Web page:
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Quality Circles Work

by Marc A. Gattoni

In October 2005, the Warehouse Rangers, a multidisciplinary team of five Yazaki employees at its NACOM Corp. plant in Griffin, Georgia, stood on stage at the company’s North American headquarters to accept an award for winning Yazaki’s Quality Control Circle competition. QC circles (also called quality circles) are groups of employees who meet to discuss problems and solutions for their workplace.

The Warehouse Rangers produced cost savings of $95,000 per year by finding ways to eliminate waste and duplication in the company’s processes. Using fishbone diagrams and shikumi, a Japanese form of mapping process flow to identify muda (waste), the team achieved a 40 percent reduction in the time required to receive a part into the warehouse. One solution the team implemented was to install printers to print labels that identified parts and allowed for product traceability, reducing the time employees spent manually writing the labels. The team also developed a system where all urgent parts are placed on an orange pallet for greater visibility. These improvements reduced the area’s labor requirements from six to three employees, allowing manpower to be redistributed to other areas in the warehouse. The duration of the project was six months, with employees working one hour per week.

QC circles have been around since the 1960s. By creating a series of competitions and providing the incentive of rewards, Yazaki has tailored the methodology to address its needs. Yazaki’s five-step process is as follows:

1: Create a competition with several tiers that continuously builds upon itself. Yazaki originally held the competition only in Japan. Competitions are now held in each plant, and then throughout North America. In this way, plants can see each other’s work and duplicate good ideas.

2. Develop clear-cut guidelines for the teams to follow. Yazaki requires its QC circles to complete eleven steps, beginning with the formation of a team and ending with lessons learned and future plans. After the team is formed, the group analyzes the present situation by brainstorming for areas team members feel can be improved. Next they complete a priority matrix using the top five ideas from their brainstorming process. Each team member votes on the issues they will address based on importance, urgency, solvability and controllability. A theme is selected and a target is then set. The team creates an activity timetable identifying when each step will be accomplished. It then analyzes the primary factors of the problems, plans countermeasures for the problems, implements as many countermeasures as possible and analyzes the results. The last step before lessons learned and future planning is very important. The team must determine if there is any way to standardize its solutions across different areas of its own plants and other facilities. The goal is to always get it right.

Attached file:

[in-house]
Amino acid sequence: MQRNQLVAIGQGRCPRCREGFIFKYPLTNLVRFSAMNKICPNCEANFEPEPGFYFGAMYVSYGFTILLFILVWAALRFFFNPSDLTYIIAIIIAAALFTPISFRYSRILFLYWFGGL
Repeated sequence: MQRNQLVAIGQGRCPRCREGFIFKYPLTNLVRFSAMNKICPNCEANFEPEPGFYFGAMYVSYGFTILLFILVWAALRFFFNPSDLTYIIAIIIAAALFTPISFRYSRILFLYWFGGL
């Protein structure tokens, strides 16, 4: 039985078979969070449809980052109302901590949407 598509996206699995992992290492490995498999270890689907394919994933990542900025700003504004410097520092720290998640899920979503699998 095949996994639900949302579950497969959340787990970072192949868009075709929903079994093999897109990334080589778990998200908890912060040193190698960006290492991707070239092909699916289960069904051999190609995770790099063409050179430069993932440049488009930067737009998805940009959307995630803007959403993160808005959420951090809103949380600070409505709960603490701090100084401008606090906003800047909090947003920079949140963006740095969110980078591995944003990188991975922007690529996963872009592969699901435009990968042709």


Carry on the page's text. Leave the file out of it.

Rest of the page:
3. Make it a learning experience. People have the opportunity to learn Power Point, presentation skills and research methods. This is not only a nice change from their everyday activities but also provides employees with valuable skills. In addition, they become part of the solution to problems that they encounter in their work environments, which enables them to improve their own efficiency.

4. Create a budget and organize logistics. Organizing the logistics of the competition may prove to be the most time-consuming aspect of implementing QC circles in the beginning. After a couple of years of repeating the process, it becomes easier and quicker to manage.

5. Provide publicity, high recognition and rewards. The high importance placed on QC circle activities leads to a more enriching experience for participants and drives the interests of nonparticipants to become involved in future competitions. Yazaki organizes original equipment manufacturer plant tours, award luncheons and dinners, and the distribution of press releases announcing winners to local media and industry trade publications. Winners also earn the opportunity to take home the “Best of the Best” trophy and bragging rights for the next 12 months, not to mention an all-expense-paid trip to compete in the international competition in Japan.

 

The best people to come up with improvements are those working the job every day. Often, the simplest solutions create the most cost savings or cost avoidance. Implementing QC circles is a low-cost initiative to improve quality within the plant, across the region and globally. It is also an excellent way to motivate employees at the manufacturing plants to drive higher levels of quality and efficiency that will benefit not only operations but customers as well. Imagine employees at all levels of the organization engaged, motivated and involved in improving the company’s bottom line. This is the potential that QC circles promise and deliver.

About the author
Marc A. Gattoni is the director of quality warranty for the electronics and instrumentation business unit for Yazaki, North America. He has a bachelor’s degree in applied science, electrical engineering, from Siena Heights University.